You can apply for SSDI benefits if you are not currently receiving retirement benefits. Once you reach full retirement age (at either 65, 66, or 67 years of age, depending on the year you were born), your SSDI benefits automatically change to retirement benefits.


Crushed
Posted: Thursday, March 14, 2019 9:05 PM
Joined: 2/2/2014
Posts: 4145


I hesitated to give advice because  there are a few weird cases of older people who are "currently insured" but not "fully insured" in essence they started working in covered employment after 65 I simply have no idea what happen to them

 

 


LadyTexan
Posted: Thursday, March 14, 2019 9:21 PM
Joined: 12/21/2018
Posts: 56


Thank you Crushed. As always, I appreciate the info.

DH is now receiving SSDI. 

Several years ago We used an attorney to draft our respective wills, physician’s directives, HIPPA documents and Durable POAs. We each named the other on most documents and we each also named an alternate. 

I have since realized I should revisit the documents. I destroyed the POA I granted to my husband. I may remove him from other responsibilities Because of his AD. This didn’t dawn on me until yesterday. I feel like a dolt for just now realizing the risk. It’s not a reasonable expectation for him to understand the responsibilities, remember my wishes and effectively communicate them to someone else. Imagine the distress he would have, if I was in the ER and a doctor wanted him to make a decision about my care. 

I am planning to meet with an elder law attorney regarding this topic. He is also a Certified Fiancial Planner. I think I need this guidance as well. The fee is steep (for our modest means) but I don’t want to make a more costly mistake of thinking I can do this myself. Although I am a CPA, financial planning is outside my practice area. 


Crushed
Posted: Thursday, March 14, 2019 10:30 PM
Joined: 2/2/2014
Posts: 4145


Financial planners do financial planning.  If you have a medicaid issue they can be very useful. Otherwise its a waste.  Elder law folks arrange to handle your legal affairs.    The fee in our high cost area for a trust and all other documents including deeding the house to the trust was $4,200
MarsVolta
Posted: Saturday, March 16, 2019 5:41 PM
Joined: 11/7/2015
Posts: 36



Several years ago We used an attorney to draft our respective wills, physician’s directives, HIPPA documents and Durable POAs. We each named the other on most documents and we each also named an alternate. 

I have since realized I should revisit the documents. I destroyed the POA I granted to my husband. I may remove him from other responsibilities Because of his AD. This didn’t dawn on me until yesterday. I feel like a dolt for just now realizing the risk. It’s not a reasonable expectation for him to understand the responsibilities, remember my wishes and effectively communicate them to someone else. Imagine the distress he would have, if I was in the ER and a doctor wanted him to make a decision about my care.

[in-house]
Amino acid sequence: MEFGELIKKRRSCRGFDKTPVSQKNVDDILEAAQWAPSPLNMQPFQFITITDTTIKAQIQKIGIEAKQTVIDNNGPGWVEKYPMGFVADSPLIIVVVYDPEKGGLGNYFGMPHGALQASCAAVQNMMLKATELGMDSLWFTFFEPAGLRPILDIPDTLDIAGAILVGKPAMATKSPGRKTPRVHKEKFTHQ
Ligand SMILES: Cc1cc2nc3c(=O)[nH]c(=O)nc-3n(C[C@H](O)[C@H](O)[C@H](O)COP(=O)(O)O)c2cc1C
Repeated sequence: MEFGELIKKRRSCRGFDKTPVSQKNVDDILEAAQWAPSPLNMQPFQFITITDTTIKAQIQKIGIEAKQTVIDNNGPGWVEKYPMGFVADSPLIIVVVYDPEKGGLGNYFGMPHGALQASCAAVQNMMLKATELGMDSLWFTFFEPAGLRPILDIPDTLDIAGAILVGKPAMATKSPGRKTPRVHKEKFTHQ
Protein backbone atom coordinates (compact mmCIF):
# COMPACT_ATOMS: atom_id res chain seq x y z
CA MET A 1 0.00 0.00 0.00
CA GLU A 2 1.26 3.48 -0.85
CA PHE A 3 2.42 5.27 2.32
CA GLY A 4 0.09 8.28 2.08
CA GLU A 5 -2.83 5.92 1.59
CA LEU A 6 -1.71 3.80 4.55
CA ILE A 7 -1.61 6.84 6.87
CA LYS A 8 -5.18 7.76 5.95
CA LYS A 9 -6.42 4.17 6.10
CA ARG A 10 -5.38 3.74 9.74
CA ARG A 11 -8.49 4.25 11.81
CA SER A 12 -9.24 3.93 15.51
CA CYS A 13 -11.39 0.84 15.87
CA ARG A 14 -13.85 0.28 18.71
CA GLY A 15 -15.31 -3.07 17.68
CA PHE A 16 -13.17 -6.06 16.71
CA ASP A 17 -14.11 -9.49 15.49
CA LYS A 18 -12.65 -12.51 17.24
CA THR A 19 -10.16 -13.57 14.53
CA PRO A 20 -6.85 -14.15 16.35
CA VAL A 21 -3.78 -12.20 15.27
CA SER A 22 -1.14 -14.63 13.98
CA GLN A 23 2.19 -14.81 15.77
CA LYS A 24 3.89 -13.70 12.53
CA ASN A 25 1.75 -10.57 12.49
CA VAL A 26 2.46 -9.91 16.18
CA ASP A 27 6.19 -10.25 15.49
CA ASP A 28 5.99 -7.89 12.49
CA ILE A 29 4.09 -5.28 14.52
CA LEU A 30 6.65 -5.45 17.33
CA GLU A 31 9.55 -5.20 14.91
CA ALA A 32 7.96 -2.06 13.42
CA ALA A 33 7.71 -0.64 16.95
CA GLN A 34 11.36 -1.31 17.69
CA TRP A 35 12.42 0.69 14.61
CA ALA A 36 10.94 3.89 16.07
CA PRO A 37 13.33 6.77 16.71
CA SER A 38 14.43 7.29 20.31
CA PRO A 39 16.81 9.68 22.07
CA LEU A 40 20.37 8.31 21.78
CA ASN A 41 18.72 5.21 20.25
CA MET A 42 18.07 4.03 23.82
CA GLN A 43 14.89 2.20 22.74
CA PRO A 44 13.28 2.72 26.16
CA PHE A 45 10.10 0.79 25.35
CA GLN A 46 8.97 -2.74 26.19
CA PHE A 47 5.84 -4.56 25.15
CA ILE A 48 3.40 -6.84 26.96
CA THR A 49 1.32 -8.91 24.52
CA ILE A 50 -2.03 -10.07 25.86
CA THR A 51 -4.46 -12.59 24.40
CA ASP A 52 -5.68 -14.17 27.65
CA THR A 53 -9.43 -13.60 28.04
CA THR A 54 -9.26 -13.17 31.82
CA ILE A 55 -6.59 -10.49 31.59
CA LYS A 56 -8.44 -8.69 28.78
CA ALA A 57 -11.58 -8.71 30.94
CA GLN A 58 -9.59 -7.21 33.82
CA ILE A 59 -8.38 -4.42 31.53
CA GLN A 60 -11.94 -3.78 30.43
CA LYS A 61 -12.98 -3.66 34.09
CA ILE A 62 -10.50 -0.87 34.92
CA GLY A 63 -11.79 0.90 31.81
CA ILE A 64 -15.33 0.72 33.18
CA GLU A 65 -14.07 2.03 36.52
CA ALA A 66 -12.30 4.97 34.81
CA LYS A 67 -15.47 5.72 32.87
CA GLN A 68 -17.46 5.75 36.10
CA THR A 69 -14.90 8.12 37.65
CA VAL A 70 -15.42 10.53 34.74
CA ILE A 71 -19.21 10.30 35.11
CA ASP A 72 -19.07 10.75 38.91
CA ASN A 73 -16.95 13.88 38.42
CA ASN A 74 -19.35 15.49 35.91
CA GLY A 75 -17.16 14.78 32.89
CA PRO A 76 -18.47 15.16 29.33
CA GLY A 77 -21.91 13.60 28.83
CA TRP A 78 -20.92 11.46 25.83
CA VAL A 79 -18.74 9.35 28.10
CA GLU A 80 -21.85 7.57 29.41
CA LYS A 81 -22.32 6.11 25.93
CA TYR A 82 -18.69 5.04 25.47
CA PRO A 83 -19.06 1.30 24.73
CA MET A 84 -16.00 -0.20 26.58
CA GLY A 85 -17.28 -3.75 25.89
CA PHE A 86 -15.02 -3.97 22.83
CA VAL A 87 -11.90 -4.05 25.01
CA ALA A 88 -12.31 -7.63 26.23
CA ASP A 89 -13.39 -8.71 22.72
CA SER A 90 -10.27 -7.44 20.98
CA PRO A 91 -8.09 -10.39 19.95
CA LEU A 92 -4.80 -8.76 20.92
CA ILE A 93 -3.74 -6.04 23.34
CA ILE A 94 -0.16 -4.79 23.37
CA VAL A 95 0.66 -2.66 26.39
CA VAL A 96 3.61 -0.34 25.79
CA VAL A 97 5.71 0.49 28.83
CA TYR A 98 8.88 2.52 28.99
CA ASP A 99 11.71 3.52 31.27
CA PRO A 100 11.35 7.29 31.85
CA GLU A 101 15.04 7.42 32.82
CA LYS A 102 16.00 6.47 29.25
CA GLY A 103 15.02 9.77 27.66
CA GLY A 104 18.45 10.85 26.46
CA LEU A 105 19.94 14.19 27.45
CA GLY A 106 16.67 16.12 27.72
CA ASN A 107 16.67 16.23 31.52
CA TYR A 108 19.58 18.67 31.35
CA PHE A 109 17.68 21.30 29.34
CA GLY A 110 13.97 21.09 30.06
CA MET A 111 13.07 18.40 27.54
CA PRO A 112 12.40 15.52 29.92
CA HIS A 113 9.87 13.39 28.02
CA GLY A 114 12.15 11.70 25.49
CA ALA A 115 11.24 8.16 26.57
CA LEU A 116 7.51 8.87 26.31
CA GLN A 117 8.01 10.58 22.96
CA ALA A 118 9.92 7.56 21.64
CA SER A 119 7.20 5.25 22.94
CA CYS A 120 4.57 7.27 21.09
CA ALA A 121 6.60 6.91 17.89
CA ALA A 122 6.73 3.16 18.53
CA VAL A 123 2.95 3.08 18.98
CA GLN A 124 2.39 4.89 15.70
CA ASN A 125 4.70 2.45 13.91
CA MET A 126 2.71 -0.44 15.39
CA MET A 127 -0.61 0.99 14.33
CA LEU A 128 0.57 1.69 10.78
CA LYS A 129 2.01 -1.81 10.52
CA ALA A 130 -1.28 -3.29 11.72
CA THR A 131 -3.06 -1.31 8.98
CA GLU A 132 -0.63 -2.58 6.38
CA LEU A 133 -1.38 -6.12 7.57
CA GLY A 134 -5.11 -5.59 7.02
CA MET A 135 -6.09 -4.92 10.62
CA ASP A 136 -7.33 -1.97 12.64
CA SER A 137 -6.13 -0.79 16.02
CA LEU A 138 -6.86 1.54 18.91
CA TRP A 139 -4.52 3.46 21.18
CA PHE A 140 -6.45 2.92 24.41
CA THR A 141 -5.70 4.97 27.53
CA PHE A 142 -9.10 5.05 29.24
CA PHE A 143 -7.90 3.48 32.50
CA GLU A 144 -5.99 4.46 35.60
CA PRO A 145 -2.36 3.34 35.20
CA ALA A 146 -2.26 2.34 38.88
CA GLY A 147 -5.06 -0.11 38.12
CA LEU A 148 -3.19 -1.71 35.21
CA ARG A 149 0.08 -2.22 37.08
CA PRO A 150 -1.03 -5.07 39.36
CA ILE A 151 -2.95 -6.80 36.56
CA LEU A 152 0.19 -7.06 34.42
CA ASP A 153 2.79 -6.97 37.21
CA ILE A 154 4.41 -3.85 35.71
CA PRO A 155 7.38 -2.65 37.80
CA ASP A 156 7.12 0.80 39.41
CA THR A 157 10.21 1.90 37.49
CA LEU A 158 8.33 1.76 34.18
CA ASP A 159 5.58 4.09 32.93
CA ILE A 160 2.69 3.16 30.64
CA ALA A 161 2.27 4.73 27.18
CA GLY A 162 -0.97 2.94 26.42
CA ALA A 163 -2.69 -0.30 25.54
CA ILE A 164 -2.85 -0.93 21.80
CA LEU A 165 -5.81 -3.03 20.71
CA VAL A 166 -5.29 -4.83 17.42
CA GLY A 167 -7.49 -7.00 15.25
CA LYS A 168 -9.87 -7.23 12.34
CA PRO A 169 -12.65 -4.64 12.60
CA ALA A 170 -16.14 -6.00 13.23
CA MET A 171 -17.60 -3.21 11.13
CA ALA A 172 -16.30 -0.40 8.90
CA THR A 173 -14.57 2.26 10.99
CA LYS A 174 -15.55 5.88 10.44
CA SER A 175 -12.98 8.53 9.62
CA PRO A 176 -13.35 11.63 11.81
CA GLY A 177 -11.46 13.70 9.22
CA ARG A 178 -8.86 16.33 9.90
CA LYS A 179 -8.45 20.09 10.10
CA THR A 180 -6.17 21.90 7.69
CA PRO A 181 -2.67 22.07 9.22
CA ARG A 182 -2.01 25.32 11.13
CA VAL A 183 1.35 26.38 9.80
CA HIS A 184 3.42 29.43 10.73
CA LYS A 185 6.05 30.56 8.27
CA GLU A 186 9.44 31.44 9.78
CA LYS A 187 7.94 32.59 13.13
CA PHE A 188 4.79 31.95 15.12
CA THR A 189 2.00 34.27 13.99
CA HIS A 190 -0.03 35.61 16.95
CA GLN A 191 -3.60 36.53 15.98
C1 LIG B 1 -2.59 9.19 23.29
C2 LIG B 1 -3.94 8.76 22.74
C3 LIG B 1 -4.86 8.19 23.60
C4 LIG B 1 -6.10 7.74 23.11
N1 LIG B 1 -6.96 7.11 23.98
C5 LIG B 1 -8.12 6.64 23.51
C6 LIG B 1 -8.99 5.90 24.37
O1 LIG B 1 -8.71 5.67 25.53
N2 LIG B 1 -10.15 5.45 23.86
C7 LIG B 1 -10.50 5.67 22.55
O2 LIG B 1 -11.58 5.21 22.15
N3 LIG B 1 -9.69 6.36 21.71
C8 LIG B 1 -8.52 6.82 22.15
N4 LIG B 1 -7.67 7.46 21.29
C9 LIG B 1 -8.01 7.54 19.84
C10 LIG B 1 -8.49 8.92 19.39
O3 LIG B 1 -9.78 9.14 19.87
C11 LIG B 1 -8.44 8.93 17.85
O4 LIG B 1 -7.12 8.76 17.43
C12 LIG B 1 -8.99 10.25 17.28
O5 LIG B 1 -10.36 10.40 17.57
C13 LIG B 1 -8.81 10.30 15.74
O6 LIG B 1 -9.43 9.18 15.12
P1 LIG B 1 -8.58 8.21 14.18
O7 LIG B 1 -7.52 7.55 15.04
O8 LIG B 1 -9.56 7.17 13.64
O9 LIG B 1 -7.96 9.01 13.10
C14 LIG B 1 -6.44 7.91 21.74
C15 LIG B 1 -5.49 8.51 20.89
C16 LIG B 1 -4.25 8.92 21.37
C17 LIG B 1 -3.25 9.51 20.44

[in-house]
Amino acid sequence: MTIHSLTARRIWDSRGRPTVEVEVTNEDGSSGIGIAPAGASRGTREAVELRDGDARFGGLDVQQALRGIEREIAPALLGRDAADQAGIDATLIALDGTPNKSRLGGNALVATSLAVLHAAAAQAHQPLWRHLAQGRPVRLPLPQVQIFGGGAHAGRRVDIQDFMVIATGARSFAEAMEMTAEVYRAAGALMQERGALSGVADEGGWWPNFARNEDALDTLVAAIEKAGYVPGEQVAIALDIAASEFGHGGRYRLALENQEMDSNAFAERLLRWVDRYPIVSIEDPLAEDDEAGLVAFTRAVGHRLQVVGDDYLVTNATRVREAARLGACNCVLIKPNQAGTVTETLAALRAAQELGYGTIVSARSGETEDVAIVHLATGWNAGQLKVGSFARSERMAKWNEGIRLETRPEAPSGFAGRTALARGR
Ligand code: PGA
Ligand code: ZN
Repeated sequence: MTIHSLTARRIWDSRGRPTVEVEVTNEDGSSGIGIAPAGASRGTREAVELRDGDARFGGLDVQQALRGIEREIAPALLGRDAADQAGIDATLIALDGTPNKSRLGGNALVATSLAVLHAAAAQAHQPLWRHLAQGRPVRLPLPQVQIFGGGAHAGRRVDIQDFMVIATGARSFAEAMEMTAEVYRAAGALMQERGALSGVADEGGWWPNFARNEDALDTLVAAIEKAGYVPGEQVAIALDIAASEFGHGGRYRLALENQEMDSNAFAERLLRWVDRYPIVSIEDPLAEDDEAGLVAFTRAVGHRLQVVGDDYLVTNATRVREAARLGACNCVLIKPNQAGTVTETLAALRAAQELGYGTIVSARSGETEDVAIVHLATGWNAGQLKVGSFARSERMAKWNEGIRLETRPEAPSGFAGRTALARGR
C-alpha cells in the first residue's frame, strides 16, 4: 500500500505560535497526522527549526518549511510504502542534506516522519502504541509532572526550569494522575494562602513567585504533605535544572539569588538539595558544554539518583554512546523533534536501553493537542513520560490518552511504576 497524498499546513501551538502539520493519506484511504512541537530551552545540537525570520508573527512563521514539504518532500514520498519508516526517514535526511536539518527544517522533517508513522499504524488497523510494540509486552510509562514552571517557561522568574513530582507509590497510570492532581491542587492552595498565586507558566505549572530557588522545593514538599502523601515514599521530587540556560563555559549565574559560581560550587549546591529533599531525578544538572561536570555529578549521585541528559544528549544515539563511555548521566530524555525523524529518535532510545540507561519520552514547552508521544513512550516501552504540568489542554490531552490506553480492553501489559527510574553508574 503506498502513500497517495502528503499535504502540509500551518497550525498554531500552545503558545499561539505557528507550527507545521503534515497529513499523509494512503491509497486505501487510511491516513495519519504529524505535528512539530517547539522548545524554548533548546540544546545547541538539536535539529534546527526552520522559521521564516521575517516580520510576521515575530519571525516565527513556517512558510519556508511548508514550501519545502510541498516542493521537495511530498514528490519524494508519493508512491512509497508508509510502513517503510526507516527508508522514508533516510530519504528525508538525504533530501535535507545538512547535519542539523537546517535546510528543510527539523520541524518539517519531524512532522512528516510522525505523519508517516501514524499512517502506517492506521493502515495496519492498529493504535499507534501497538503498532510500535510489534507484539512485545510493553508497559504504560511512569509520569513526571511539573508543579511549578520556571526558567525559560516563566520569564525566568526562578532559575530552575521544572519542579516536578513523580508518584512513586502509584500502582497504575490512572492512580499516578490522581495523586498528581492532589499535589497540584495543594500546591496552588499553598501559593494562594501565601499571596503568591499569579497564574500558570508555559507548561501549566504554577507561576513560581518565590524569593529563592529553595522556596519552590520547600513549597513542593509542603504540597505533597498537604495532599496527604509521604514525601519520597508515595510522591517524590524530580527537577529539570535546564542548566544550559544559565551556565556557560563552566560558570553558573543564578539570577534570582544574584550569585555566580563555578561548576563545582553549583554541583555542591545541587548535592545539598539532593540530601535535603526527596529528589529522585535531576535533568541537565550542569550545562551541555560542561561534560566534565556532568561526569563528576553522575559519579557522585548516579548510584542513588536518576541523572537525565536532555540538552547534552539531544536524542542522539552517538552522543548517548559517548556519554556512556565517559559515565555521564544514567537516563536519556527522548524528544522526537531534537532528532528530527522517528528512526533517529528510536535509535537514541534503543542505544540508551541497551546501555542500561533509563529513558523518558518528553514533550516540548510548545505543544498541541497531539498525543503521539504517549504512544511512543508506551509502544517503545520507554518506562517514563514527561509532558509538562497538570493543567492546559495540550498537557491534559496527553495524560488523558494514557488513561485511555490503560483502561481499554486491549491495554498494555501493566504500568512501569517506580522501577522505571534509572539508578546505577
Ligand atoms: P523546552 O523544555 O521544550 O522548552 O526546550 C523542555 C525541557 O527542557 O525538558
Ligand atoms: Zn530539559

****

Don’t just destroy the POA. Perhaps there is another copy that is out there somewhere, in some doctor’s office, that you have forgotten. Write out a quick note that you revoke all previous POAs granted to your husband and then date and sign the statement in front of a notary.


Don’t justdestroy the POA


Carolyn613
Posted: Saturday, March 16, 2019 7:20 PM
Joined: 7/15/2016
Posts: 1002


IMO you mustn't destroy something unless you replace it with something else. So your LO can no longer make decisions. But you don't name someone else who can. Then what? You are at the mercy of the state. The government is not your friend. All it wants is to take your money. You must choose someone who is able to help you with decisions.
Mainer1
Posted: Saturday, March 16, 2019 8:27 PM
Joined: 11/18/2018
Posts: 52


Working with our elderlaw attorney, we granted POA and MPOA to the first and second executors of our estate as we have no family who can fulfill that role.  Both have experience in handling these kinds of issues and both are utterly trustworthy friends.  The way it is set up, if something happens to me, they can act on her behalf.  They have lists of people, accounts, etc. etc. so they can step in as needed.  All of our funeral arrangements are made and paid for, church services are planned.  Given that we are asking friends to handle so much, we wanted to reduce the burden as much as possible for them. It's sad to have to do it, but think of it this way -- if you were not there at all, who would do what?  If you were there, but not competent, who would do what?  It's probably not possible to think of everything, but you can check off lots of things before they become unmanageable for someone else.